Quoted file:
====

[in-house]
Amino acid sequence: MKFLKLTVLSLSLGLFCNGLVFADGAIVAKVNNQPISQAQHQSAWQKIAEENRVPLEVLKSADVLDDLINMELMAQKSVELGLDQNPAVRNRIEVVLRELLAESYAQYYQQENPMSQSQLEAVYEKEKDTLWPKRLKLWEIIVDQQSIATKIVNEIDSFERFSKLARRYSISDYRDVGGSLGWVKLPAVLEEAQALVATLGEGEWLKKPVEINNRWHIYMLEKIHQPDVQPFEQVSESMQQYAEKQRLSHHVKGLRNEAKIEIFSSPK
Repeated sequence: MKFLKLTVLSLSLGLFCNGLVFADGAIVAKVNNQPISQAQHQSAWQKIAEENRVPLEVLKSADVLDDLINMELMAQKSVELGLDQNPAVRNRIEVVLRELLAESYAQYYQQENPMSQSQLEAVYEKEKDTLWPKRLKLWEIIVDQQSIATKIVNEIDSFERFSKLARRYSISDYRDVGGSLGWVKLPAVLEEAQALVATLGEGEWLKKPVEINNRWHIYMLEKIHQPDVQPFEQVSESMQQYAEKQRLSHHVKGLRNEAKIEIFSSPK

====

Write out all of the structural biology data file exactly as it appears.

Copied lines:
[in-house]
Amino acid sequence: MKFLKLTVLSLSLGLFCNGLVFADGAIVAKVNNQPISQAQHQSAWQKIAEENRVPLEVLKSADVLDDLINMELMAQKSVELGLDQNPAVRNRIEVVLRELLAESYAQYYQQENPMSQSQLEAVYEKEKDTLWPKRLKLWEIIVDQQSIATKIVNEIDSFERFSKLARRYSISDYRDVGGSLGWVKLPAVLEEAQALVATLGEGEWLKKPVEINNRWHIYMLEKIHQPDVQPFEQVSESMQQYAEKQRLSHHVKGLRNEAKIEIFSSPK
Repeated sequence: MKFLKLTVLSLSLGLFCNGLVFADGAIVAKVNNQPISQAQHQSAWQKIAEENRVPLEVLKSADVLDDLINMELMAQKSVELGLDQNPAVRNRIEVVLRELLAESYAQYYQQENPMSQSQLEAVYEKEKDTLWPKRLKLWEIIVDQQSIATKIVNEIDSFERFSKLARRYSISDYRDVGGSLGWVKLPAVLEEAQALVATLGEGEWLKKPVEINNRWHIYMLEKIHQPDVQPFEQVSESMQQYAEKQRLSHHVKGLRNEAKIEIFSSPK